I hereby commit to less Netflix.

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I thought it would be a great idea to publicly commit to taking part in National Novel Writing Month this year. Now I have the expectations of my readers – all one of you! – resting heavy on my shoulders.

NaNoWhatOh? 

Everytime I tell my mother that I am taking part in NaNoWriMo she asks me what it is. NaNo is basically a personal challenge – the goal is to write 50,000 words in one month, and there are forums and word trackers available on the site to help motivate you and remind you every time you look just how much progress you have made.

I will one day fill that little word counter bar with the bluey greatness of my creativity!

Past failures.

This will be the third year I am taking part in NaNo. I can’t really remember much about the first year I did it because I forgot I was planning on taking part almost immediately. Last year I had a well-meaning stab, but I had extended essays due and a College Ball to run – excuses, I know! I logged 2246 words nonetheless, which I know is shit but will claim as a valiant effort.

Future glory!

The outline is almost finished, the novel has been added to NaNo’s website, and I have been going to the library after work every day (yes, even before dinner) to prepare for the gruelling road ahead. I’m thinking 2,000 a weekday and 2,500 over the weekend. Yeah. YEAH!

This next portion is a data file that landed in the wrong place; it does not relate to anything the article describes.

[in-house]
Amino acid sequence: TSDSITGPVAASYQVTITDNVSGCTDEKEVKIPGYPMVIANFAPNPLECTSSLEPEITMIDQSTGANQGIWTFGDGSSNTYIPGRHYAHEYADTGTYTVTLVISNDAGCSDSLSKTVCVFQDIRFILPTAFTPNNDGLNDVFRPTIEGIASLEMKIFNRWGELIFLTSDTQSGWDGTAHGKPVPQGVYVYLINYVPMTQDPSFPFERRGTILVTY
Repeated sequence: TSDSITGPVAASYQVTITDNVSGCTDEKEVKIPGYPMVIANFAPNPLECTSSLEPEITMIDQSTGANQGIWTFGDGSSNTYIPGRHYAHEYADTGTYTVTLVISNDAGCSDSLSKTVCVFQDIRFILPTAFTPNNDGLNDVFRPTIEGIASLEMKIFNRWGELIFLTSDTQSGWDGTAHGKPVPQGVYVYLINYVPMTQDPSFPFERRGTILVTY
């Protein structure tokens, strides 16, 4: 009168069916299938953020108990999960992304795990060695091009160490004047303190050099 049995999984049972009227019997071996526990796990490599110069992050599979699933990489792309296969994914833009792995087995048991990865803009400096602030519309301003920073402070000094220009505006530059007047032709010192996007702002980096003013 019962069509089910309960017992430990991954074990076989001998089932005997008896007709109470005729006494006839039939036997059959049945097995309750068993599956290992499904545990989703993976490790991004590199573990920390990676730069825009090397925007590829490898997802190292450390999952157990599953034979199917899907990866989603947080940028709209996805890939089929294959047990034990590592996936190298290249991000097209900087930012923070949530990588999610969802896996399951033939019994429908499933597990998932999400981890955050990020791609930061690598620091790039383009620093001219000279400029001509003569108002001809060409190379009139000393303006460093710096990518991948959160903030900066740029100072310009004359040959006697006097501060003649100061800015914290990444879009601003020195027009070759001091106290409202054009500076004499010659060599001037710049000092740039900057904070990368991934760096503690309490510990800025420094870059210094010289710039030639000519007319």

The project I’m working on this year is the exact same one I attempted last year, and the time before that, but with some awesome additions and much better planning. I don’t want to give away too much about the plot (that’s inner circle info right there) but it’s something I’ve been enthusiastically adding to for many years, and am finally at the point where I feel I can write it. I know I said that last year too, but last-year-self was talking shite.

Word count.

I’m going to pin my word count bar to the front page of this blog for all to see, and will try to update it frequently as I go. I would say I am going to create weekly update posts, but I’m way too flakey and busy for that, and instead maywrite one large self-evaluation at the end of the month.

If anyone else out there is NaNo-ing, leave a comment! Hell, you can even make me your writing buddy. I promise to be totally non-threatening. Progress-wise, anyway.